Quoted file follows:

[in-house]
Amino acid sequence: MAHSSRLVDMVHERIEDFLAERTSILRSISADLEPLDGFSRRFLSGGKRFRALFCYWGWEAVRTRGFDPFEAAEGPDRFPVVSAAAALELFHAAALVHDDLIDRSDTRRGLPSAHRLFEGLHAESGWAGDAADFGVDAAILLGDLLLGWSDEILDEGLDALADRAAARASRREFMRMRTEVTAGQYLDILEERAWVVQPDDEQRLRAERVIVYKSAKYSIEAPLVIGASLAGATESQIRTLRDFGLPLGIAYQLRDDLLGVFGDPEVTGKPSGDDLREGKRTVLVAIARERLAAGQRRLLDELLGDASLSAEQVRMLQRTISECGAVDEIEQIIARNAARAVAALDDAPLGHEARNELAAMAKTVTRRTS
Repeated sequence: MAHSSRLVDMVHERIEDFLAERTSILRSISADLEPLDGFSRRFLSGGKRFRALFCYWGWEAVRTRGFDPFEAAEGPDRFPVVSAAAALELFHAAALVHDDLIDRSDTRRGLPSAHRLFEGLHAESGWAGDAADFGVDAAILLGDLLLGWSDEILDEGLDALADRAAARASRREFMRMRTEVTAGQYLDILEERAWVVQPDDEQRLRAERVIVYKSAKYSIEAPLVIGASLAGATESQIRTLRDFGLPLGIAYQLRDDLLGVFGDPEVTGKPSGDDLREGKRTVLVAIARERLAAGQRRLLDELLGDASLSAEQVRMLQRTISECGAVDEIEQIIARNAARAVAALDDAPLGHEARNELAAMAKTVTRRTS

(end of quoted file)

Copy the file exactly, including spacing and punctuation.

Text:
[in-house]
Amino acid sequence: MAHSSRLVDMVHERIEDFLAERTSILRSISADLEPLDGFSRRFLSGGKRFRALFCYWGWEAVRTRGFDPFEAAEGPDRFPVVSAAAALELFHAAALVHDDLIDRSDTRRGLPSAHRLFEGLHAESGWAGDAADFGVDAAILLGDLLLGWSDEILDEGLDALADRAAARASRREFMRMRTEVTAGQYLDILEERAWVVQPDDEQRLRAERVIVYKSAKYSIEAPLVIGASLAGATESQIRTLRDFGLPLGIAYQLRDDLLGVFGDPEVTGKPSGDDLREGKRTVLVAIARERLAAGQRRLLDELLGDASLSAEQVRMLQRTISECGAVDEIEQIIARNAARAVAALDDAPLGHEARNELAAMAKTVTRRTS
Repeated sequence: MAHSSRLVDMVHERIEDFLAERTSILRSISADLEPLDGFSRRFLSGGKRFRALFCYWGWEAVRTRGFDPFEAAEGPDRFPVVSAAAALELFHAAALVHDDLIDRSDTRRGLPSAHRLFEGLHAESGWAGDAADFGVDAAILLGDLLLGWSDEILDEGLDALADRAAARASRREFMRMRTEVTAGQYLDILEERAWVVQPDDEQRLRAERVIVYKSAKYSIEAPLVIGASLAGATESQIRTLRDFGLPLGIAYQLRDDLLGVFGDPEVTGKPSGDDLREGKRTVLVAIARERLAAGQRRLLDELLGDASLSAEQVRMLQRTISECGAVDEIEQIIARNAARAVAALDDAPLGHEARNELAAMAKTVTRRTS